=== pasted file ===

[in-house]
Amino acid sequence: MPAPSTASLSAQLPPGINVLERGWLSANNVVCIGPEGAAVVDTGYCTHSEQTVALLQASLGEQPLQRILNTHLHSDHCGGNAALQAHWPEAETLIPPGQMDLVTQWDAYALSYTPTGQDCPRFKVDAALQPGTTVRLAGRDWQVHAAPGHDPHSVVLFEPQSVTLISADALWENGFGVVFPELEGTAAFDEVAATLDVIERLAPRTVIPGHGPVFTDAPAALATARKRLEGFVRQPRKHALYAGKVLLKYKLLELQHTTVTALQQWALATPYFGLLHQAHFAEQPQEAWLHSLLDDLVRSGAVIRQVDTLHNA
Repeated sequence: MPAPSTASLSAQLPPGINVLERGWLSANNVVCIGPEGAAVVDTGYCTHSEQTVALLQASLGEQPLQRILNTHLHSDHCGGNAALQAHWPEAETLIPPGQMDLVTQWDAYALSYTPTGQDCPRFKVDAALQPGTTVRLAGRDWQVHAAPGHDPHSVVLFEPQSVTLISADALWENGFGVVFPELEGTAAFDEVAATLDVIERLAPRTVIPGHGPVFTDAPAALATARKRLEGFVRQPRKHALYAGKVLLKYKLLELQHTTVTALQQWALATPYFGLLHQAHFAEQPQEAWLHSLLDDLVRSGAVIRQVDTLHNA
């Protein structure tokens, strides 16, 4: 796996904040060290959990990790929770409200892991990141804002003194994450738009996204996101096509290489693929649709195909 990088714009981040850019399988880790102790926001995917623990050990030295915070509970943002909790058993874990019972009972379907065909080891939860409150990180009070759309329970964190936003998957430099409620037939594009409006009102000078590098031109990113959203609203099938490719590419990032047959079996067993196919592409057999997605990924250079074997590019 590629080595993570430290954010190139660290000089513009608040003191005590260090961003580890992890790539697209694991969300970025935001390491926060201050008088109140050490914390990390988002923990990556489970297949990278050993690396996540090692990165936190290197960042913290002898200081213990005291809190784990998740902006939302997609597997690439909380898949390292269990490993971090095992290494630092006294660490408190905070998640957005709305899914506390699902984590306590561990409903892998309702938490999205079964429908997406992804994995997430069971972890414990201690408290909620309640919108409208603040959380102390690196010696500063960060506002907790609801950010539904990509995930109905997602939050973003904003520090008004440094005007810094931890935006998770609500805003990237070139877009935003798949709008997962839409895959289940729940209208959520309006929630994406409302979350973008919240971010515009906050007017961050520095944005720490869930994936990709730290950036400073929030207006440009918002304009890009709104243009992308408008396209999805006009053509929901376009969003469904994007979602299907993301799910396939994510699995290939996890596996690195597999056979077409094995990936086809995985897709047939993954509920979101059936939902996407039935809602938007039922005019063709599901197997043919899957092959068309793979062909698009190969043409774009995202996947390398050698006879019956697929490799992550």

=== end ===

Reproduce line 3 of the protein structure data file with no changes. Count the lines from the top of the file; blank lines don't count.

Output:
Repeated sequence: MPAPSTASLSAQLPPGINVLERGWLSANNVVCIGPEGAAVVDTGYCTHSEQTVALLQASLGEQPLQRILNTHLHSDHCGGNAALQAHWPEAETLIPPGQMDLVTQWDAYALSYTPTGQDCPRFKVDAALQPGTTVRLAGRDWQVHAAPGHDPHSVVLFEPQSVTLISADALWENGFGVVFPELEGTAAFDEVAATLDVIERLAPRTVIPGHGPVFTDAPAALATARKRLEGFVRQPRKHALYAGKVLLKYKLLELQHTTVTALQQWALATPYFGLLHQAHFAEQPQEAWLHSLLDDLVRSGAVIRQVDTLHNA